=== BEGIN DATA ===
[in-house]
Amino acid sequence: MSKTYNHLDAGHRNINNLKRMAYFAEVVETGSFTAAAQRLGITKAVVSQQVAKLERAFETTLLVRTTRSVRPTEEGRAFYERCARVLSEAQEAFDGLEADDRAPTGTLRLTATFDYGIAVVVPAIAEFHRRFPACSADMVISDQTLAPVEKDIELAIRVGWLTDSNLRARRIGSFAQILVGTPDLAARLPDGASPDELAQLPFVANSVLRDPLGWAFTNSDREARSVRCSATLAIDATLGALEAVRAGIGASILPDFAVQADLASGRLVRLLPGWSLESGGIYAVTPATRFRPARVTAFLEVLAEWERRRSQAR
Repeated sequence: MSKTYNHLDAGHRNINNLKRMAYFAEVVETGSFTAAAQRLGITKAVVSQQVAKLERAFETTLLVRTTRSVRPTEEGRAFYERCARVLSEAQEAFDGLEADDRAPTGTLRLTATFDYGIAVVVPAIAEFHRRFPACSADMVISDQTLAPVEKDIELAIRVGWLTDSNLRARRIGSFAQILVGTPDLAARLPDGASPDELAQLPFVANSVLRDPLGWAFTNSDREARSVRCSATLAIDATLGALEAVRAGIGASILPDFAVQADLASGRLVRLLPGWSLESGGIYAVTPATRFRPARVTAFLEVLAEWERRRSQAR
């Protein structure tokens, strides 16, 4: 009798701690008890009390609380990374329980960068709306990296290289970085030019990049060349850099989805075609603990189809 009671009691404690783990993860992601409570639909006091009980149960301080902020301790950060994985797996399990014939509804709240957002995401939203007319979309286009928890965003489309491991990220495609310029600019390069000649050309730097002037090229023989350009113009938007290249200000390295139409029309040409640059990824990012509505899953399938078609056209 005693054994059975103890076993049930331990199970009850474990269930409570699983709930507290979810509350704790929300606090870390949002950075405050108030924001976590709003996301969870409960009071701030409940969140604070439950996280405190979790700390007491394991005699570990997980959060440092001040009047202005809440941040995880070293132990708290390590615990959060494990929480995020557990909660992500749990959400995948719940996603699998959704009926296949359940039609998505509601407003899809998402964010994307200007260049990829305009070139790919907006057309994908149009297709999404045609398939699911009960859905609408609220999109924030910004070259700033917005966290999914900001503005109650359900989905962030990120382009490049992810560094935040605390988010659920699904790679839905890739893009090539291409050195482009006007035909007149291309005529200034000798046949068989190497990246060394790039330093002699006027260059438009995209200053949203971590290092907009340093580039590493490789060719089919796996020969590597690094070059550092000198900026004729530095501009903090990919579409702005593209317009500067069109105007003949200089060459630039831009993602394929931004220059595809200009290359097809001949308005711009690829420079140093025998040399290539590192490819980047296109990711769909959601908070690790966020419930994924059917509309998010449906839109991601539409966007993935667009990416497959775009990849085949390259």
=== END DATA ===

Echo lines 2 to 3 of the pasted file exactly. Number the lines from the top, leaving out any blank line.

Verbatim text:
Amino acid sequence: MSKTYNHLDAGHRNINNLKRMAYFAEVVETGSFTAAAQRLGITKAVVSQQVAKLERAFETTLLVRTTRSVRPTEEGRAFYERCARVLSEAQEAFDGLEADDRAPTGTLRLTATFDYGIAVVVPAIAEFHRRFPACSADMVISDQTLAPVEKDIELAIRVGWLTDSNLRARRIGSFAQILVGTPDLAARLPDGASPDELAQLPFVANSVLRDPLGWAFTNSDREARSVRCSATLAIDATLGALEAVRAGIGASILPDFAVQADLASGRLVRLLPGWSLESGGIYAVTPATRFRPARVTAFLEVLAEWERRRSQAR
Repeated sequence: MSKTYNHLDAGHRNINNLKRMAYFAEVVETGSFTAAAQRLGITKAVVSQQVAKLERAFETTLLVRTTRSVRPTEEGRAFYERCARVLSEAQEAFDGLEADDRAPTGTLRLTATFDYGIAVVVPAIAEFHRRFPACSADMVISDQTLAPVEKDIELAIRVGWLTDSNLRARRIGSFAQILVGTPDLAARLPDGASPDELAQLPFVANSVLRDPLGWAFTNSDREARSVRCSATLAIDATLGALEAVRAGIGASILPDFAVQADLASGRLVRLLPGWSLESGGIYAVTPATRFRPARVTAFLEVLAEWERRRSQAR